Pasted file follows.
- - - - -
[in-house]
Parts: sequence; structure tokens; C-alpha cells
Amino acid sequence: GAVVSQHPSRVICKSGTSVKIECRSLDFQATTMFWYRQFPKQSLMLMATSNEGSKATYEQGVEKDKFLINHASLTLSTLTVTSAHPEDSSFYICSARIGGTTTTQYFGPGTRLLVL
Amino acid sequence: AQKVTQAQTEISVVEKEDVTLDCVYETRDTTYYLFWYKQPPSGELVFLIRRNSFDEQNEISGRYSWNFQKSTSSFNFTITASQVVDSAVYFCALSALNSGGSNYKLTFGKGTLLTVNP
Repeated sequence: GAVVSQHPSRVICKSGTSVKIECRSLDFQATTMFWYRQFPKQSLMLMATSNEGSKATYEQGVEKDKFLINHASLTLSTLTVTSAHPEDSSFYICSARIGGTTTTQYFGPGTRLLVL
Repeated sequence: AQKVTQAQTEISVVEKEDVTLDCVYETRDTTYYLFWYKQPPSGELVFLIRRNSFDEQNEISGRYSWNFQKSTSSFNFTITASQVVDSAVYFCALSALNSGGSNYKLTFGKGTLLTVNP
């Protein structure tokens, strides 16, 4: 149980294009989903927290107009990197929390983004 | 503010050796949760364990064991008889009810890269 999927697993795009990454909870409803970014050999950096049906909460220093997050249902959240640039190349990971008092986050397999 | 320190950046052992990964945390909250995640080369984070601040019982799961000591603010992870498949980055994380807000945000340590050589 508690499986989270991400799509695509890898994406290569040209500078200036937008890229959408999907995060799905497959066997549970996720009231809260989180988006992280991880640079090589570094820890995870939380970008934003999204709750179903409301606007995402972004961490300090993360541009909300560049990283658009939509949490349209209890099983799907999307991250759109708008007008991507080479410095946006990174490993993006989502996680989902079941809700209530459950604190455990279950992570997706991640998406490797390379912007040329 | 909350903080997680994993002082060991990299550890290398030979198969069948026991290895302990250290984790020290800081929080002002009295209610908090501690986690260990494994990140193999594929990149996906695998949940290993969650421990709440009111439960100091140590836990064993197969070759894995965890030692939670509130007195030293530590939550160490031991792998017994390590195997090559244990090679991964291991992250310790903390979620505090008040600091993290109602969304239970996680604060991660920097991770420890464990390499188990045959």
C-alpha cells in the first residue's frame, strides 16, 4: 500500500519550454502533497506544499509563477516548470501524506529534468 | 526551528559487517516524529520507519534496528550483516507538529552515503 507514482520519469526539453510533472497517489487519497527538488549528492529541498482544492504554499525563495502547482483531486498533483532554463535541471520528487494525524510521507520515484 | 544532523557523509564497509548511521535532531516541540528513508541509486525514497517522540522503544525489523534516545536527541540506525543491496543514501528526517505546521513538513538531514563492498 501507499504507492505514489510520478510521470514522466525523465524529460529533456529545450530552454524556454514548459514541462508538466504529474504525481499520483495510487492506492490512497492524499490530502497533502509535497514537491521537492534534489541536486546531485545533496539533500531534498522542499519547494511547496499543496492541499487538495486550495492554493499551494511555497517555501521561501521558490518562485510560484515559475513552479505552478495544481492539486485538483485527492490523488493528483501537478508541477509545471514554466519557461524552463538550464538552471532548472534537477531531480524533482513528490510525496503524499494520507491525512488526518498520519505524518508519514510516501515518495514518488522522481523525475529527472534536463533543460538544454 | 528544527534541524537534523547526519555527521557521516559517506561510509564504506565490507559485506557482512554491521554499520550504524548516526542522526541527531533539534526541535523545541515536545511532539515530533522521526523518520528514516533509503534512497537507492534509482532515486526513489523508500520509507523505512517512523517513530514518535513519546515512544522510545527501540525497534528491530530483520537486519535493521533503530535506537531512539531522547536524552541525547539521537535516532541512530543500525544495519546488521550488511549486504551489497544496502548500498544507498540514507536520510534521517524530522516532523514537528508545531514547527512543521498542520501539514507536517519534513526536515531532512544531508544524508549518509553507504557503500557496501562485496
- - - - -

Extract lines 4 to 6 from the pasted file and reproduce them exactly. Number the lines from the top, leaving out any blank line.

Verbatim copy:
Amino acid sequence: AQKVTQAQTEISVVEKEDVTLDCVYETRDTTYYLFWYKQPPSGELVFLIRRNSFDEQNEISGRYSWNFQKSTSSFNFTITASQVVDSAVYFCALSALNSGGSNYKLTFGKGTLLTVNP
Repeated sequence: GAVVSQHPSRVICKSGTSVKIECRSLDFQATTMFWYRQFPKQSLMLMATSNEGSKATYEQGVEKDKFLINHASLTLSTLTVTSAHPEDSSFYICSARIGGTTTTQYFGPGTRLLVL
Repeated sequence: AQKVTQAQTEISVVEKEDVTLDCVYETRDTTYYLFWYKQPPSGELVFLIRRNSFDEQNEISGRYSWNFQKSTSSFNFTITASQVVDSAVYFCALSALNSGGSNYKLTFGKGTLLTVNP